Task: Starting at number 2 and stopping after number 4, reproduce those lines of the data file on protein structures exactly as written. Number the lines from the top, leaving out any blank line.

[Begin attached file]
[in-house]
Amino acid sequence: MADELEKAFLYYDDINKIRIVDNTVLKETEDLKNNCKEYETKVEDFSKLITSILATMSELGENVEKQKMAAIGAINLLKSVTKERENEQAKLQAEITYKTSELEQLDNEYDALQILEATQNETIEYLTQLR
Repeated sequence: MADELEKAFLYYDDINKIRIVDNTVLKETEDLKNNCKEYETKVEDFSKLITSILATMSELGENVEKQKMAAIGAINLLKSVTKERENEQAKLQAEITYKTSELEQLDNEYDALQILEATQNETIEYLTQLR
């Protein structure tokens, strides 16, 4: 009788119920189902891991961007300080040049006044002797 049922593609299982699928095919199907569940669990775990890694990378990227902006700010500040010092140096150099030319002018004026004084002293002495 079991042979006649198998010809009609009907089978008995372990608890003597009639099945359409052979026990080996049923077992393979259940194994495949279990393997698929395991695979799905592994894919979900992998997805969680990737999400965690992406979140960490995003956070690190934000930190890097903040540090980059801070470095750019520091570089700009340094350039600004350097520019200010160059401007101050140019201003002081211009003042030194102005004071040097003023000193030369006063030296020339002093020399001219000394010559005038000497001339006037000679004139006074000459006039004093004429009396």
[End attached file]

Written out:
Amino acid sequence: MADELEKAFLYYDDINKIRIVDNTVLKETEDLKNNCKEYETKVEDFSKLITSILATMSELGENVEKQKMAAIGAINLLKSVTKERENEQAKLQAEITYKTSELEQLDNEYDALQILEATQNETIEYLTQLR
Repeated sequence: MADELEKAFLYYDDINKIRIVDNTVLKETEDLKNNCKEYETKVEDFSKLITSILATMSELGENVEKQKMAAIGAINLLKSVTKERENEQAKLQAEITYKTSELEQLDNEYDALQILEATQNETIEYLTQLR
């Protein structure tokens, strides 16, 4: 009788119920189902891991961007300080040049006044002797 049922593609299982699928095919199907569940669990775990890694990378990227902006700010500040010092140096150099030319002018004026004084002293002495 079991042979006649198998010809009609009907089978008995372990608890003597009639099945359409052979026990080996049923077992393979259940194994495949279990393997698929395991695979799905592994894919979900992998997805969680990737999400965690992406979140960490995003956070690190934000930190890097903040540090980059801070470095750019520091570089700009340094350039600004350097520019200010160059401007101050140019201003002081211009003042030194102005004071040097003023000193030369006063030296020339002093020399001219000394010559005038000497001339006037000679004139006074000459006039004093004429009396």